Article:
Syrian President Bashar al-Assad said a U.N. proposal for a ceasefire in Aleppo was "worth studying." NPR's Scott Simon speaks with Syrian journalist Zaina Erhaim about the prospects.
NPR's Scott Simon talks to columnist Megan McArdle of Bloomberg View about what voters really want from the U.S. job market.
Jane Byrne, the first female mayor of Chicago, died at the age of 81. NPR's Scott Simon revisits a conversation from earlier this year with Kathy Byrne, the former mayor's daughter.
One of the largest public school systems in the U.S. dropped religious affiliations for holidays on its school calendar. The decision represents a classic church and state battle.
In the search for criminals, the government has been scooping up data from thousands of Americans through their cellphones. Audie Cornish talks to Devlin Barrett, who broke this news in The Wall Street Journal.
After a major investigation into America's nuclear forces, Secretary of Defense Chuck Hagel says that he will be investing billions of dollars into the system, and changing to the way it's managed.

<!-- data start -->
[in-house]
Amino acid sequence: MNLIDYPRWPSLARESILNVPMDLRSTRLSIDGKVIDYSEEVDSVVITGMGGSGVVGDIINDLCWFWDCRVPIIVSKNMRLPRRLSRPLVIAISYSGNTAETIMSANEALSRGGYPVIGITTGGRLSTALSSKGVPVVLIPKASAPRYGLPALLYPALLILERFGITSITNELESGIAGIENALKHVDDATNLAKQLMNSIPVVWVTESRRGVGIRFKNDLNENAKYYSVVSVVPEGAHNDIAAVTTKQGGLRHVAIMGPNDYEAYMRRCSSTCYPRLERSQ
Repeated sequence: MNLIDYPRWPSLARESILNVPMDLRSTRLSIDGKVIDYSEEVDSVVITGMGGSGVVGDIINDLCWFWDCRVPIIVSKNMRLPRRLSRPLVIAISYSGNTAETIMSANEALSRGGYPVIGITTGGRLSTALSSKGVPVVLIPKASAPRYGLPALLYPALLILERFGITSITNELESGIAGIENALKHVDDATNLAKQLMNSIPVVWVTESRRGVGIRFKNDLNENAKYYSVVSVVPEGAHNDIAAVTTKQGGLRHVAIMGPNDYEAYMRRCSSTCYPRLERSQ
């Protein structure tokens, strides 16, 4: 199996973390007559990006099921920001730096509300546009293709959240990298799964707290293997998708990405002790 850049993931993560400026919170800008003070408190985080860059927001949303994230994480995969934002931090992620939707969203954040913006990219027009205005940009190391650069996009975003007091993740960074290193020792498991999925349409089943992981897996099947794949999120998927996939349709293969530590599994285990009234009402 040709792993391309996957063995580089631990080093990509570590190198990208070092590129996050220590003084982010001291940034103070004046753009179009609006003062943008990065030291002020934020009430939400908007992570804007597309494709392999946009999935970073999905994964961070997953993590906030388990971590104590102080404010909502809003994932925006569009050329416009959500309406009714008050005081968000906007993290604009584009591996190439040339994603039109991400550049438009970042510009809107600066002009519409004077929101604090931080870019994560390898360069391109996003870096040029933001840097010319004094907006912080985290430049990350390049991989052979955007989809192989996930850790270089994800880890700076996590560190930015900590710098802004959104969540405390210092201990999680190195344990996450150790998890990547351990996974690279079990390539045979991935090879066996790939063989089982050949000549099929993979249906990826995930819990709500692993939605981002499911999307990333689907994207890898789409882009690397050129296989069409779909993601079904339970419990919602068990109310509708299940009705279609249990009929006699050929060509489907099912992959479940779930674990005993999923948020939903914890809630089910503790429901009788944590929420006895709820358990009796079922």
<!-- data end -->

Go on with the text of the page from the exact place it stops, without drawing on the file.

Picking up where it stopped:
Women who turn to law enforcement for help are often frustrated that authorities aren't doing enough. Police say tracing the culprits can be a complicated and time-consuming process.
With childhood obesity rates high, one program in a handful of Washington, D.C., schools is trying to change kids' lives — one vegetable at a time.
A bankruptcy judge has approved pay benefits cuts for workers at the ailing Trump Taj Mahal casino. But in the city's grim job market, better-paying opportunities elsewhere are few and far between.
The Mormon church's founder was married to as many as 40 women in the years before his murder in 1844, the church acknowledged in an article posted on its website.